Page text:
Offshore industry prepares for peak hurricane season

08 17, 2018 by Lori LeBlanc | BIC Magazine

For many of us, the month of August ushers in the promise of a new school year, anticipation for the upcoming football season and hope for an early fall. August also heralds the peak of the Atlantic hurricane season, with mid-August to mid-September historically experiencing the most active storm development, and a renewed call for all of us along the Gulf Coast to be vigilant and prepared.

Within our own homes and families, storm preparation includes making an evacuation plan, boarding our windows, having a radio to monitor weather alerts, and stocking up essentials like canned goods, bottled water, flashlights and batteries. Miles offshore, oil and gas operators are also vigilant during this height of hurricane season, ready to implement their comprehensive hurricane preparation and response plans if and when a storm threatens to enter the Gulf.

For the Gulf oil and gas industry, developing storm preparation and response plans is not a quick task done at the start of hurricane season. For industry, this is a year-round process focused on ensuring the safety of the thousands of men and women who work offshore, protecting the marine environment and securing critical American energy infrastructure.

According to Petrodata, there were 79 rigs, jack-ups, semi-submersibles and drill ships in the Gulf of Mexico as of June 1, representing millions of barrels of domestic oil production, thousands of American jobs and millions of dollars in capital investments. Just one hurricane in the Gulf puts it all at risk. That's why the offshore industry follows strict standards to ensure the safety of workers on drilling rigs and platforms, limit storm impacts and reduce the time it takes to resume normal operations.

Days before a tropical storm or hurricane is predicted to travel near drilling or production facilities in the Gulf, operators begin to shut down operations, secure those facilities and evacuate personnel in stages by boat and helicopter. Rigs that can be moved are relocated out of the storm's path, and drill ships may be moved to a safe location as well. Producing wells are "shut in" by safety valves located below the ocean floor to prevent pollution if the hurricane damages the producing rig.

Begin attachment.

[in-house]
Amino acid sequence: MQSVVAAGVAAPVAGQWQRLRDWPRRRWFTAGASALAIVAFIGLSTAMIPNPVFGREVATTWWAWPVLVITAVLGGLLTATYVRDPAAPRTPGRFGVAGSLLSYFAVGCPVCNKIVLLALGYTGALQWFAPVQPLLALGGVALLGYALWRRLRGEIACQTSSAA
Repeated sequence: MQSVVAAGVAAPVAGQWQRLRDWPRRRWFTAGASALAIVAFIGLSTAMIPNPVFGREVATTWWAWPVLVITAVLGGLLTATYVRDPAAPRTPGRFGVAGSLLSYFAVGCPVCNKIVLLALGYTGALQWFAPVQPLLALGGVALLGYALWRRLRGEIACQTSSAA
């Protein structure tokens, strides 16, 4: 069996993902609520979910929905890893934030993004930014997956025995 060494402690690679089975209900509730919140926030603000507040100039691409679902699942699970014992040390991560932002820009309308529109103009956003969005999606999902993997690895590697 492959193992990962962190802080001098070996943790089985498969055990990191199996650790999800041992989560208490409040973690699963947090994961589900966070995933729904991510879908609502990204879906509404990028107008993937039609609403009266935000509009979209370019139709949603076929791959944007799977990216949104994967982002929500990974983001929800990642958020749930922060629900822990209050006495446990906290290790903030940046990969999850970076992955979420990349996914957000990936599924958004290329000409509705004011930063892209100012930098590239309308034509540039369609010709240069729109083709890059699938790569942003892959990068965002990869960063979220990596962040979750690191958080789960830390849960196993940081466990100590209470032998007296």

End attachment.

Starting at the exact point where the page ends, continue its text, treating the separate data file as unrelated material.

After the preparation comes the response. Once a storm has passed, operators may coordinate flights over offshore facilities to determine if there is any visible damage from the air. Once any safety concerns are addressed, assessment teams are sent to conduct extensive on-site inspections and evaluate any damages. If there are no damages and the offshore facility is deemed safe, employees will begin to return to the offshore drilling and production facilities to restart operations. This entire process could last a few days or a few weeks, depending on the severity of the storm and its impacts, much like the evacuation of our own homes or communities.

According to the Energy Information Administration (EIA), the Gulf Coast region accounts for over 50 percent of U.S. refining capacity, and federal waters in the Gulf account for 18 percent of oil and 5 percent of natural gas production. In addition, EIA estimates that half of the gasoline consumed on the East Coast and a quarter of the crude oil refined in the Midwest originates from the Gulf Coast region.

Clearly, a hurricane or tropical storm making landfall here can disrupt our entire nation's energy supply at a time when there might also be a surge in demand, which could lead to short-term price increases for consumers throughout our country. That's why industry seeks to resume normal operations as safely and as quickly as possible after a storm. Consumers like you and me can also help by conserving energy in our homes and businesses and maintaining regular buying habits for fuel in our cars and trucks before, during and after a storm.

Our offshore oil and gas industry is prepared to protect its workers, the environment and critical energy facilities should any hurricane or tropical storm threaten the Gulf Coast this year and in the future. Here at LMOGA, we also urge you have a plan in place to keep your family safe as the peak of hurricane season approaches.

For more information, visit or call (225) 387-3205.